Fighting For Equality: Reflecting On the History of the Disability Rights Movement

By Menachem Rephun, Communications Manager and Self Advocate

History of the Disability Rights Movement

Improved access to vital services; protection against unlawful workplace discrimination; a more inclusive, accessible society; all of these and more have been the focus of the ongoing disability rights movement. These promises are notably reflected in the Americans With Disabilities Act (ADA), one of the most important, consequential disability rights laws in U.S. history. More than three decades after the ADA’s passage in 1990, we can see its positive impact in advancing equity and inclusion, along with its shortcomings due to the fact that unemployment and discrimination are still severe problems for the disability community. Of course, this groundbreaking legislation would not have been possible without the vigorous advocacy of the disability rights movement, which is still in effect today. In the following article, we’ll reflect on the history of the disability rights movement, and what it means for people with disabilities in the present and going forward. 

Disability Rights Advocacy: When Did It Begin?

Rather than having a single, definitive starting point, the disability rights movement evolved gradually over time, reaching its peak during the Civil Rights movement of the 1960s and the post-Civil Rights era of the 1970s. In addition to not having a definitive starting point, the movement has never been completely uniform, focusing on specific disabilities while branching off into cross-disability coalitions that include race, gender, and sexual orientation as well, as the New York Times noted in a 2020 report. The disability rights movement is still relatively young, and inclusion, understanding, and acceptance of people with disabilities are fairly recent developments. For centuries, marginalization and exclusion of people with disabilities was taken for granted as the status quo. As the Anti-Defamation League (ADL) explains in its overview of the disability rights movement, “In the 1800s, people with disabilities were considered meager, tragic, pitiful individuals unfit and unable to contribute to society… They were assumed to be abnormal and feeble-minded, and numerous persons were forced to undergo sterilization…the “purification” and segregation of persons with disability were considered merciful actions, but ultimately served to keep people with disabilities invisible and hidden from a fearful and biased society.” This bleak situation shifted in the wake of World War I, when disabled veterans returned home expecting governmental assistance with rehabilitation and vocational training. Following WWII, disabled veterans continued to bring disability rights into the forefront by pressuring the government for those same services. The rise of rubella and polio in the 1940s raised awareness of disabilities as well. Despite these early advocacy efforts, the basic accessibility that so many of us take for granted – to public transportation, telephones, stores, bathrooms, etc. – remained largely out of reach for millions of Americans with disabilities. This severe lack of accessibility, combined with rampant discrimination and anti-disability biases in employment, signified that drastic reform was both essential and long overdue.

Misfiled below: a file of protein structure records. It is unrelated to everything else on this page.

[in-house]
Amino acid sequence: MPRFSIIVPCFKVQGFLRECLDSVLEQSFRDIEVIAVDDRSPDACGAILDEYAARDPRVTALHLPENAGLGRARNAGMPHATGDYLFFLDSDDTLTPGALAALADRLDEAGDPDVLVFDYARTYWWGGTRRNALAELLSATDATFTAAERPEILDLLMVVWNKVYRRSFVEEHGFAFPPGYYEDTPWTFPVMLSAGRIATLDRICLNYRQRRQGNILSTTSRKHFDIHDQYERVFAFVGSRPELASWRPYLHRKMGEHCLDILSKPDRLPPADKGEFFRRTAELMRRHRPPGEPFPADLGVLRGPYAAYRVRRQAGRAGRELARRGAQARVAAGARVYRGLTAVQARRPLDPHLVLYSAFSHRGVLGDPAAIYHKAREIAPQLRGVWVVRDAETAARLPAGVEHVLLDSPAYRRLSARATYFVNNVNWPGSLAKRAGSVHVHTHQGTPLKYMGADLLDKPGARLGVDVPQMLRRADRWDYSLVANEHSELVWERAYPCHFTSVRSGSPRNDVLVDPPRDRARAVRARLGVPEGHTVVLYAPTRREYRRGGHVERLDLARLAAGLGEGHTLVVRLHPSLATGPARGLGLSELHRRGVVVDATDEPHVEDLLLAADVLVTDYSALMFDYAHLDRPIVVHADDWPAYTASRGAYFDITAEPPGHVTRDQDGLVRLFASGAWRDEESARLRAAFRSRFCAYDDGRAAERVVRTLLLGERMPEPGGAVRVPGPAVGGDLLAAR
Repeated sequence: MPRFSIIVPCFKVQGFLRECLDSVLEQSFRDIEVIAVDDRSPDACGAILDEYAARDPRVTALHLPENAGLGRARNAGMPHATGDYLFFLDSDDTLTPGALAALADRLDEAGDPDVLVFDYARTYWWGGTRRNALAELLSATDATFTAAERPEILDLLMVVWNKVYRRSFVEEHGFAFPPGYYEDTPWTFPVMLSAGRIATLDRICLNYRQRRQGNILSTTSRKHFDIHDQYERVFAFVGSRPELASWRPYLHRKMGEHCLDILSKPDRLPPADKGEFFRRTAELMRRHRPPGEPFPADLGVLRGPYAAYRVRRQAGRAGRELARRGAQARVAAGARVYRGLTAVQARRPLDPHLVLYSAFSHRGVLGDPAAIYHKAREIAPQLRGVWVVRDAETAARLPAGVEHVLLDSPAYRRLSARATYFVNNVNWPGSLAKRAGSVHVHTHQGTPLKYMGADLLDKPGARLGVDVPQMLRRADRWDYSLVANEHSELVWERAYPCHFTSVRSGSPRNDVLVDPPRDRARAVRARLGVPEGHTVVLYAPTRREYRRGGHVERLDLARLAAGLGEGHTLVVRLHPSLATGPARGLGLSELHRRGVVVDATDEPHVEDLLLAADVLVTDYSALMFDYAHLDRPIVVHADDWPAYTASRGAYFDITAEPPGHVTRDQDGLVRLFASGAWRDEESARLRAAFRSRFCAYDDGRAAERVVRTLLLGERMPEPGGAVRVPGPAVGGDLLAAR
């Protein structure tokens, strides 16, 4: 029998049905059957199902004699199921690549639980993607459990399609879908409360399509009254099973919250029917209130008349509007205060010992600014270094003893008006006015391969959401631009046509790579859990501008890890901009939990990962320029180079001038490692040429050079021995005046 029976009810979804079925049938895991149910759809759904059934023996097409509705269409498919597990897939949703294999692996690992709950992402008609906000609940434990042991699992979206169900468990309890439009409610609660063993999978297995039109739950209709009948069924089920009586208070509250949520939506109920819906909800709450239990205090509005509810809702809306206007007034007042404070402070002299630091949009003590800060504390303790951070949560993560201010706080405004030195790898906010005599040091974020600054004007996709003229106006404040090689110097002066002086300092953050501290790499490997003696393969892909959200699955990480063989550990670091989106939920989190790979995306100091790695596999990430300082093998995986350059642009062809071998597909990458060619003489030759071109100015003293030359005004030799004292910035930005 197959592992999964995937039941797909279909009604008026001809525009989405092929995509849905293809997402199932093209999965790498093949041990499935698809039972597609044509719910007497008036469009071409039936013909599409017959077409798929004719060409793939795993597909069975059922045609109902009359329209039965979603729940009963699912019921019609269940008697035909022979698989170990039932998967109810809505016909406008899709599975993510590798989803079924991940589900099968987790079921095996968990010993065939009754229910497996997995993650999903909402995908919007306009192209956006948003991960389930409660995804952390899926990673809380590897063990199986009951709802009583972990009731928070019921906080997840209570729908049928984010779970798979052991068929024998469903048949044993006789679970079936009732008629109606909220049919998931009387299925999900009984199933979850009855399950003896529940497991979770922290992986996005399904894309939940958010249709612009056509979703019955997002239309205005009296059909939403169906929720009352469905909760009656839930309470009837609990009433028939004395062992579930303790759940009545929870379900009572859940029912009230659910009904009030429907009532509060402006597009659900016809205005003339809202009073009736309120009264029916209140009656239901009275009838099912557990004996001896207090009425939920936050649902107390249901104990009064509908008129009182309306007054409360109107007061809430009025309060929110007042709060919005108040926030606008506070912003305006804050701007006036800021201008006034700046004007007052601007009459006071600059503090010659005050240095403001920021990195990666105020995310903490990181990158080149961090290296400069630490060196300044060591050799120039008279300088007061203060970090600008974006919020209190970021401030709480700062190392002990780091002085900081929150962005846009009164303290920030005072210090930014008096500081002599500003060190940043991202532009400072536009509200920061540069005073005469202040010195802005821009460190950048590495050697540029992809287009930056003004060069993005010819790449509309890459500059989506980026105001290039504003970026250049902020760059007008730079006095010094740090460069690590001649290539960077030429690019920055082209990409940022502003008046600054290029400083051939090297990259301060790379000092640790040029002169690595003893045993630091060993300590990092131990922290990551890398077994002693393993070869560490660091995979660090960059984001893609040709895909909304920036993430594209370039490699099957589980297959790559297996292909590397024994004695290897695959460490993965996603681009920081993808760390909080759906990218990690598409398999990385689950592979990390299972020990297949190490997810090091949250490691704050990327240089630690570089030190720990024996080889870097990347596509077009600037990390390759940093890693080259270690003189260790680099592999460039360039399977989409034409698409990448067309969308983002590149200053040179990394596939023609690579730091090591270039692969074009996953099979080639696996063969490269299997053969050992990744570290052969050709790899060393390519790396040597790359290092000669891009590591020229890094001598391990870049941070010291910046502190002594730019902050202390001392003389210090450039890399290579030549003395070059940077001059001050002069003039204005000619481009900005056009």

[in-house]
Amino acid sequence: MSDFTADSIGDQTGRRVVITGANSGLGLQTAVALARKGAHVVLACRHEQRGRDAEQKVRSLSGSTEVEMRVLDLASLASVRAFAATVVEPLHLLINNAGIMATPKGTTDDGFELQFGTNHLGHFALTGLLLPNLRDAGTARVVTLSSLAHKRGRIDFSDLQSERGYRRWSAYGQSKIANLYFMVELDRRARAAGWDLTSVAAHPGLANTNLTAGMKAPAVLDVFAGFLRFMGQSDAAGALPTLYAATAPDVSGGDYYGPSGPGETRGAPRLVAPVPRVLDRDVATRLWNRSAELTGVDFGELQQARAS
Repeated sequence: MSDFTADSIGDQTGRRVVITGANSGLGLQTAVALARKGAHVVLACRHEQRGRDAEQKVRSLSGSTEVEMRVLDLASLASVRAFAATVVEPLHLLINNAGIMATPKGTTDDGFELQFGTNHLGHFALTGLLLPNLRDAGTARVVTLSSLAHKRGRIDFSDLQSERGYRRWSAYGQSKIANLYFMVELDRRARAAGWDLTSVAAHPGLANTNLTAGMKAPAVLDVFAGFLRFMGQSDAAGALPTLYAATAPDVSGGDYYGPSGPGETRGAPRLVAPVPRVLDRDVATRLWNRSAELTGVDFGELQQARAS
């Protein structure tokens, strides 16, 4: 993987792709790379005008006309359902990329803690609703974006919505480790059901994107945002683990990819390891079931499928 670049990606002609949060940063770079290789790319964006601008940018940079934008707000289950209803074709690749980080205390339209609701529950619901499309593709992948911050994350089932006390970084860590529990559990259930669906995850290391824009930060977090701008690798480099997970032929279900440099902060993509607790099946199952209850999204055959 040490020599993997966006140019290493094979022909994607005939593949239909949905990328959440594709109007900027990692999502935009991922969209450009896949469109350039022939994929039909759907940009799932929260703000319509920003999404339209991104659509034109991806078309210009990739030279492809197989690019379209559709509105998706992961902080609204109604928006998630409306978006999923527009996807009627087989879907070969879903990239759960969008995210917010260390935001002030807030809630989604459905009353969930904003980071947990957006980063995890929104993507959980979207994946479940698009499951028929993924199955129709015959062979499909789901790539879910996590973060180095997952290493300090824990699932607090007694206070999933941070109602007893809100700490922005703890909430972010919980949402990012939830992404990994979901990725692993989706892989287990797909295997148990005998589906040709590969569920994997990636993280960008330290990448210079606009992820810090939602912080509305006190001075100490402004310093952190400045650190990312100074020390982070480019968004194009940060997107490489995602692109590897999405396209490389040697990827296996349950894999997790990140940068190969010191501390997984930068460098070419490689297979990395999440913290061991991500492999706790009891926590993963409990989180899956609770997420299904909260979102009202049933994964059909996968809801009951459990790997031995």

The 1970s: Advocacy Finally Becomes Legislation